No, this isn't just the one with the tape. This is the position that is going to execute the DP's lighting plan. They choose the right lights, flags, filters, and lighting rigs, and then position them in the exact right spot so the DP can get the shot he is looking for. Of course, it takes a bit of tinkering. We've all experienced this at some point. We think if we put the couch in the corner of the room and the TV on top of a brick fireplace that it will look great, and then we find out after we've done all the work that it doesn't look good and we need to adjust everything. Of course, we don't want that to happen on a film set, so this is where the communication between the DP and the Gaffer comes in to play. They need to work very closely together to make sure that they are getting what they need for the shot. The more the Gaffer listens to the DP and the clearer the DP is to the Gaffer, the quicker they get the shot and the sooner they can move on to the next scene. Using the funeral scene example, the gloomy scene obviously can't be lit with too much white light, so they would have to bring in some filters to give a gray and gloomy date and position the lights in a specific way to make sure that the shadows coming down on the scene aren't too hard. They may even add some lights on the side to help lower the amount of shadows for specific shots to help bring out some details in the casket. Of course, that's up to the Gaffers and the DP to figure that out.
The grips are the grunts of the film crew. They are the ones that load in the necessary gear, move the heavy equipment like dollies, tripods, sandbags, cranes, coffee cups, everything really. They're the backbone of the entire production. They're the ones that keeps the moving shoot sturday and smooth while maintaining a safe environment for the crew. Without efficient grips, production slows to a crawl and you'll end up losing money for taking too long to shoot instead of maximizing funds to ensure a tight schedule and a quick production. Let's go back to our funeral scene example. Let's say the DP decided to have a moving shot of the widow walking next to the casket as she drags her finger on the side of the casket and he wants to focus on her fingers of the casket as she walks with it. It would be up to the Grips to make a rig for the camera and the Camera Operator to use and the grips will move the rig for them to get the smoothest shot possible.
6. Sound Recordist
Let's face it, everyone has their niche. For most filmmakers, audio isn't their niche. They know how to get the shot, but when it comes to getting great audio, they won't get as great sounding audio as a Sound Recordist. These people are dedicated perfectionists, which is a great thing to have. They will have the equipment and the experience needed to capture the sound that you are needing. They will have an ear that will hear a violin with a broken string in an orchestra of 200 players. They will hear things that you won't and be able to capture and enhance the story even more.
7. Hair and Makeup
This is a given, you need to make sure your actors look good. Do you think the director is going to tell the actors that they need to do their own hair and makeup? Of course not. The director has other stuff to worry about. The actors have other stuff to focus on as well. So who's left to do the work? That's right, the Hair and Makeup crew. They are given instructions on what the director is needing and they immediately get to work. After all, beauty takes time, right? The actors are exhausted for the long days they spend on production days so it isn't their job to constantly say, "Is my makeup ok?". The makeup artist will make touchups as needed during the shoot and making sure the actors look consistent between shots, especially when certain scenes take multiple days to film.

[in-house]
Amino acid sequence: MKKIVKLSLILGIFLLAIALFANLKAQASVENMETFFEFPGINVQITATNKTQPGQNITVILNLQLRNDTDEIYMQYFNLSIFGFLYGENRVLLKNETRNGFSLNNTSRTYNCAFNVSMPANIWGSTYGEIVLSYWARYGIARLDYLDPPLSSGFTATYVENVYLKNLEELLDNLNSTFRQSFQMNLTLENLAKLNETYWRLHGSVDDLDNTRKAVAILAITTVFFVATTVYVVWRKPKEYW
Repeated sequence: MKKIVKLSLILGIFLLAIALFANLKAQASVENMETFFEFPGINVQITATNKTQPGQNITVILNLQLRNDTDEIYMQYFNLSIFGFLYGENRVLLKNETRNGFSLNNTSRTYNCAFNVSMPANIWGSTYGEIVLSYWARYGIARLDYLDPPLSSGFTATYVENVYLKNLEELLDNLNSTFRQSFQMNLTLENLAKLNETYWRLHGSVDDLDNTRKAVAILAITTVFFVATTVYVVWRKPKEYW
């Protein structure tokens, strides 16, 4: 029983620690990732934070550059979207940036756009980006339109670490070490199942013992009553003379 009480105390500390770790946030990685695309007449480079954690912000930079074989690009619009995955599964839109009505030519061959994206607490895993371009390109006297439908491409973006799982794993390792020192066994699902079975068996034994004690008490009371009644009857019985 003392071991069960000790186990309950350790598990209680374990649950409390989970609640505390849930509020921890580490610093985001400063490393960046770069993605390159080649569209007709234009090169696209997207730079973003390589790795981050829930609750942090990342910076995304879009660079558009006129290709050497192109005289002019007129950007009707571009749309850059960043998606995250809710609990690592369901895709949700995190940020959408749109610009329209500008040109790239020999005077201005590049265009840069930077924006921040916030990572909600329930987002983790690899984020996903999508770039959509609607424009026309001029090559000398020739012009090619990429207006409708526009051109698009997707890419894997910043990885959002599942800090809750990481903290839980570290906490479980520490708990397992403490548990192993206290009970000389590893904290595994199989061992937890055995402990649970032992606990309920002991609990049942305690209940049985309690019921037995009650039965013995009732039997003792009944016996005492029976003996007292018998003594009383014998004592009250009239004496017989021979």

8. Production Assistants
This is the role that does the jobs no one else wants to or has time to do. They're always on the go. They help where people need help and run errands for the production crew. They are the unsung heroes of the project. There may not be a lot of these people on the set, but they pick up the slack wherever they can.
If you haven't figured it out yet, being the director isn't the most vital job of all. Sure, they're the ones with the vision, but they aren't the ones doing everything. They are the leader of a very large team. A team that is dedicated to helping the director achieve a greater goal. Without a great team, the director fails, which means the project fails, which means you lose money. It's a domino effect. So why is it that everyone wants to be a director? Is it because they want to create something great? Is it because they want to lead a team of passionate individuals to help bring a project to life? Or, is it that they just want everyone working for them and they can sit back while everyone does the hard jobs? Think about it. If everyone thinks they're in charge, no one is in charge.
So is easy to be a director? No. Can you do it all by yourself? Probably, if the project doesn't require much. Would it be easier if you had a crew? Absolutely. Could you do the project if everyone thought they were the director? NO! As I said at the beginning of this post, not everyone can be a director and that's perfectly ok. There are other very important roles to take up in a project. Each one is just as vital as the director. So if you are asked to be on a project as a camera operator or a DP, don't be upset that you aren't the director. Be excited that you are the one that's chosen to frame the shot. Be excited that you have the privilege to see what is being shot before the world sees it. No matter what role you take, remember, it's not the end of the world if you aren't the director.